The second is a DNA assembly line, created with colleagues at China's Nanjing University, which has the potential to build novel materials efficiently on the nanoscale.
"An industrial assembly line includes a factory, workers, and a conveyor system," said Seeman. "We have emulated each of those features using DNA components."
The assembly line relies on three DNA-based components. The first is DNA origami, a composition that uses a few hundred short DNA strands to direct a very long DNA strand to form structures to any desired shape. DNA origami serves as the assembly line's framework and also houses its track. The second are three DNA machines, or cassettes, that serve as programmable cargo-donating devices; they are attached to the origami in fixed positions. Changing the cassette's control sequences allows the researchers to enable or prevent the donation of the cargoes to the growing construct by altering the position of a nanoscale robot arm. The third is a DNA "walker," which is analogous to the chassis of a car being assembled. It moves along the assembly line's track, stopping at the DNA machines to collect and carry the DNA cargo components, which consist of distinct metallic nanoparticles.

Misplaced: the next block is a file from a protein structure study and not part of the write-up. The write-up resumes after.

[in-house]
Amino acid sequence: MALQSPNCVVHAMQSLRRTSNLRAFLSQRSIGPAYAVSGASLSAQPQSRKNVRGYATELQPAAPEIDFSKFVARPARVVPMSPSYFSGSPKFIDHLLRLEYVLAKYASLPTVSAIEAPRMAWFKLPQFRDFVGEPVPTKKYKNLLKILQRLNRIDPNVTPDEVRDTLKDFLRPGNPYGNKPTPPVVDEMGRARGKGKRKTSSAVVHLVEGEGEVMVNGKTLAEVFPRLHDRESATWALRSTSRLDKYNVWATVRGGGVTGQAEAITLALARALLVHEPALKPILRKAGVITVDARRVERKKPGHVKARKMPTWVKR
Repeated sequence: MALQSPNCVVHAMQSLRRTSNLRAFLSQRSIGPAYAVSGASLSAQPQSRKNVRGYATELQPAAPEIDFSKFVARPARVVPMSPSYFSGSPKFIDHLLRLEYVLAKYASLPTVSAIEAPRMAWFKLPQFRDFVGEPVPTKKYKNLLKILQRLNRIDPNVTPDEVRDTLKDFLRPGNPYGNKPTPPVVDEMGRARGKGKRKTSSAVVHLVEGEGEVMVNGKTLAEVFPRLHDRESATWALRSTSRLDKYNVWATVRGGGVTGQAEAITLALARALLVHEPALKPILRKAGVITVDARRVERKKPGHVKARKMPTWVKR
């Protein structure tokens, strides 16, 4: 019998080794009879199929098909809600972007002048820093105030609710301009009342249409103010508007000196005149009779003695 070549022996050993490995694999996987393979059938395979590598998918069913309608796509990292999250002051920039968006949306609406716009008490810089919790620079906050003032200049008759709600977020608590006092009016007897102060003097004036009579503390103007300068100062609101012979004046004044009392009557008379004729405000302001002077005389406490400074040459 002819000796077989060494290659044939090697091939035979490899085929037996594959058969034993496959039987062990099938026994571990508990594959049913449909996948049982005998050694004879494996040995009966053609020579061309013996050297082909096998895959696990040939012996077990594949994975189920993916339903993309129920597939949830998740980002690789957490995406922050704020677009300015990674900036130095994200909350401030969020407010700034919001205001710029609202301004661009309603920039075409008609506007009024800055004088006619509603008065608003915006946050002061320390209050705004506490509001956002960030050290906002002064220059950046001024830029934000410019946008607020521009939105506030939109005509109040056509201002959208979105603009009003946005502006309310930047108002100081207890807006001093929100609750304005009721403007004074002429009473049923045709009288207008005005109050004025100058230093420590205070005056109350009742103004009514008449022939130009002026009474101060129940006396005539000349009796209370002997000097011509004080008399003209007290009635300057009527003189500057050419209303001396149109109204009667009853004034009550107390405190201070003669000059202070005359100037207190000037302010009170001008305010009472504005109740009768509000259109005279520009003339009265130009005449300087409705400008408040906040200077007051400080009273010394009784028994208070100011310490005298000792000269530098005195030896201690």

As the walker moves along the pathway prescribed by the origami tile track, it encounters sequentially the assembly line's three DNA devices. These devices can be switched between an "on" state, allowing its cargo to be transferred to the walker, and an "off" state, in which no transfer occurs. In this way, the DNA product at the end of the assembly line may include cargo picked up from one, two, or three of the DNA machines.
Seeman, who has been on the NYU faculty since 1988, has a bachelor of science from the University of Chicago (1966) and a Ph.D. in crystallography/biochemistry from the University of Pittsburgh (1970). He did postdoctoral training at Columbia University and at MIT. NYU has recognized his contributions with the Margaret and Herman Sokol Faculty Award in the Sciences.
Seeman was the founding president of the International Society for Nanoscale Science, Computation, and Engineering. He has received the American Chemical Society's Nichols Medal as well as the Sidhu Award from the Pittsburgh Diffraction Society, a Popular Science Magazine Science and Technology Award, the Feynman Prize in Nanotechnology, a Discover Magazine Emerging Technology Award, the Tulip Award in DNA-based computing, a Nanotech Briefs Nano50 Innovator Award, the World Technology Network Award in biotechnology, the Alexander Rich Medal from MIT, and the Frontiers of Science Award from the Society of Cosmetic Chemists. In April, he was awarded a Guggenheim Fellowship, under which he will write a textbook on structural DNA nanotechnology.
The Kavli Prize Award Ceremony will take place on September 7 at Oslo Concert Hall. This will be followed by a banquet in honor of the Kavli Prize Laureates at Oslo City Hall hosted by the Norwegian Government.